Forget their famous parents, Shvpes are blazing their own trail

A press shot of Shvpes taken in 2016

A buzz is building around Shvpes and vocalist Griffin Dickinson has got two words for anyone who says it’s because his dad is a certain singer from Iron Maiden: “Fuck em.”

Griffin might be descended from rock royalty, but he’s had to find his own feet… and fast. After years of failed attempts to form bands, he took up the mic for Birmingham five-piece Cytota. Within months the band had changed their name to Shvpes and headed out on tour with dance-metal pack leaders Crossfaith. It was a baptism of fire for Griffin, who had never actually fronted a band live onstage before. “The room was 10% over capacity,” he remembers. “So by the time we went out it was absolutely rammed and the crowd went absolutely mad!”

Shvpes took their moniker from the title of the first track they wrote together, but it also works as a metaphor for the sonic transformation that saw them develop their own, fresh take on metal; an amalgamation of Cytota’s metalcore, heavy hip hop, jazz and nu metal influences and the blazing delivery of Letlive and Beartooth. And while Griffin can’t quite emulate his father’s operatic histrionics, he’s inherited his elastic larynx, segueing seamlessly between caustic barks, fiery rapping and soaring notes that lead Shvpes’ choruses to huge apexes.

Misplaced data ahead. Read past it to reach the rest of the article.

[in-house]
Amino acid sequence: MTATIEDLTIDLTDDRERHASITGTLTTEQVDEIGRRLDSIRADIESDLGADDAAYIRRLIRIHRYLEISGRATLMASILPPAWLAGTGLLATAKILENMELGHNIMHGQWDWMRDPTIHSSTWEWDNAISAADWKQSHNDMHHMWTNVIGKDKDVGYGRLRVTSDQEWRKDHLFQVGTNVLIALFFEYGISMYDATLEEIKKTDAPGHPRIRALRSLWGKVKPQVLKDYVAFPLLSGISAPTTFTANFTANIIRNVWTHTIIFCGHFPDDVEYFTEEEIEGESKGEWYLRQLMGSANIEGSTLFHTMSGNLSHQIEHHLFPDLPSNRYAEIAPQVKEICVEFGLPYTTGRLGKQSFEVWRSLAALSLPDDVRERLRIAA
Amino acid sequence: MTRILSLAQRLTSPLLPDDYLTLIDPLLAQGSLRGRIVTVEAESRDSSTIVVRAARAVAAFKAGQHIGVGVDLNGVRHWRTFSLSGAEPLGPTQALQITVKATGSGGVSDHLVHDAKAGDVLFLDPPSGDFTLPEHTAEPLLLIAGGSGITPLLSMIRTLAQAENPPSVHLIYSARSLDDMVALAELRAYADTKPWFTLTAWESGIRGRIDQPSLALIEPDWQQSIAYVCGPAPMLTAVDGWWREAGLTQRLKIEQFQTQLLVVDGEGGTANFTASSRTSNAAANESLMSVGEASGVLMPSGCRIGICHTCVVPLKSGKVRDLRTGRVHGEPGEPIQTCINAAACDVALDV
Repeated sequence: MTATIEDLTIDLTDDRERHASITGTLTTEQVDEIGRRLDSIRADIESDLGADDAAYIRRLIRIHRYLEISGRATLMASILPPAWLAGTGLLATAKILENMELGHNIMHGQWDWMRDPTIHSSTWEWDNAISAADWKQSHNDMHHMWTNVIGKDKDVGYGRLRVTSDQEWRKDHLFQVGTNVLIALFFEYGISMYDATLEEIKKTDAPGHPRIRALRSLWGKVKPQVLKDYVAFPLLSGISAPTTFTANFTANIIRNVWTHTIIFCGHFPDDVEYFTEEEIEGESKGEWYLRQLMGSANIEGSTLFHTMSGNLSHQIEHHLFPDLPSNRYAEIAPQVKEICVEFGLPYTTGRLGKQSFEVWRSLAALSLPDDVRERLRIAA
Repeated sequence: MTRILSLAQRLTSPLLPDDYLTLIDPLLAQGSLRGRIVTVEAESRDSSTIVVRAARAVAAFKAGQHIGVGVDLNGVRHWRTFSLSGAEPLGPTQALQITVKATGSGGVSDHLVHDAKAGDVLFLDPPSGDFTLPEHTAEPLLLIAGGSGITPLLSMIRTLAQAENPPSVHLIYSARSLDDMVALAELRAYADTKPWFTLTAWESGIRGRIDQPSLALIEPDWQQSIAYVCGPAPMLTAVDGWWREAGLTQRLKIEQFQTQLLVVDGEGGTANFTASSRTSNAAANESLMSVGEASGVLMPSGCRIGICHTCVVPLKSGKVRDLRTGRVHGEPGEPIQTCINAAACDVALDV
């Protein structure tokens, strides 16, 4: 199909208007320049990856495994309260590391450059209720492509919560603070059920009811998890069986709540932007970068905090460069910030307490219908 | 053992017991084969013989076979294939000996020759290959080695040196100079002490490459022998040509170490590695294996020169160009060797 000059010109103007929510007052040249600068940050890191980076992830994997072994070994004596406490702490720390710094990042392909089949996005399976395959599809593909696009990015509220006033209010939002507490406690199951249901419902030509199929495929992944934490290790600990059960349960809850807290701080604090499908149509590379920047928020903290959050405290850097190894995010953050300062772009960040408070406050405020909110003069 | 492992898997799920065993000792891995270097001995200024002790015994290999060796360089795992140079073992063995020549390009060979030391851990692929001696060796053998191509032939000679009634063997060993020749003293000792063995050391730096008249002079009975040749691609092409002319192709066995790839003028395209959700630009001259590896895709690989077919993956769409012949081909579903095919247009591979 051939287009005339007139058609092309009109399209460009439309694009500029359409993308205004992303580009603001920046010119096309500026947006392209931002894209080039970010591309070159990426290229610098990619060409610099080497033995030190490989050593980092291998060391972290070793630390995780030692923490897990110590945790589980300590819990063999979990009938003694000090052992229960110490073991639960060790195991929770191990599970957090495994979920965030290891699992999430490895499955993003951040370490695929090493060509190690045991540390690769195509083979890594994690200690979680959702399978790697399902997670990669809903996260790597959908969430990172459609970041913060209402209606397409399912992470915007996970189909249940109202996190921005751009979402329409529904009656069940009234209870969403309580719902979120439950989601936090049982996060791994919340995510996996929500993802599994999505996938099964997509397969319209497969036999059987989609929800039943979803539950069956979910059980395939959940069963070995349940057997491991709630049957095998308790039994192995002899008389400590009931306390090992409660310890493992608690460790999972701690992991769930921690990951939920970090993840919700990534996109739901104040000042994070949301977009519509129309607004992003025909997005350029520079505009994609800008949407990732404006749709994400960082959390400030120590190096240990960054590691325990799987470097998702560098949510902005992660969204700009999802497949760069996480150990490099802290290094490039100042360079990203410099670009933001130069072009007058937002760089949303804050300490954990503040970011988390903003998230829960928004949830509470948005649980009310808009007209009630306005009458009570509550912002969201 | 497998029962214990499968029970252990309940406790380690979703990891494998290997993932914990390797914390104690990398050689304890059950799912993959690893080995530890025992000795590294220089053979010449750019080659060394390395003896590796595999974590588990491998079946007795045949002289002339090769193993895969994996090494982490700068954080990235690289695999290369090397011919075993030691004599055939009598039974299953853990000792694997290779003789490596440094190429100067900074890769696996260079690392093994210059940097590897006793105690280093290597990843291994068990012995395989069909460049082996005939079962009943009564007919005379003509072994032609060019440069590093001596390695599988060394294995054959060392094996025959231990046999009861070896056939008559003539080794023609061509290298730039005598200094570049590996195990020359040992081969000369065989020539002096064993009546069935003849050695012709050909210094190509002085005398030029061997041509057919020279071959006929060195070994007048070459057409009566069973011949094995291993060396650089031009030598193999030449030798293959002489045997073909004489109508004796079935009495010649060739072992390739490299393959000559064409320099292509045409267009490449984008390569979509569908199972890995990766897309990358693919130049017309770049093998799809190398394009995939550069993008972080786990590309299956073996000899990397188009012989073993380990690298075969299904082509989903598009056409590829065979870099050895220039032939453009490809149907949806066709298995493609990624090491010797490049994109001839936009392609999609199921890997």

Now with their debut, Pain. Joy. Ecstasy. Despair. in the bag and ready to go, Griffin can’t wait to get it out there. “It’s not a schizophrenic album,” he says of the debut’s eclectic sound. “It’s authentic and coherent, and about finding beauty in whatever situation you’re in, accepting what the world has to offer you and rolling with the punches.”

It’s taken them a while but it sounds like Shvpes, and Griffin Dickinson, are finally exactly where they need to be.

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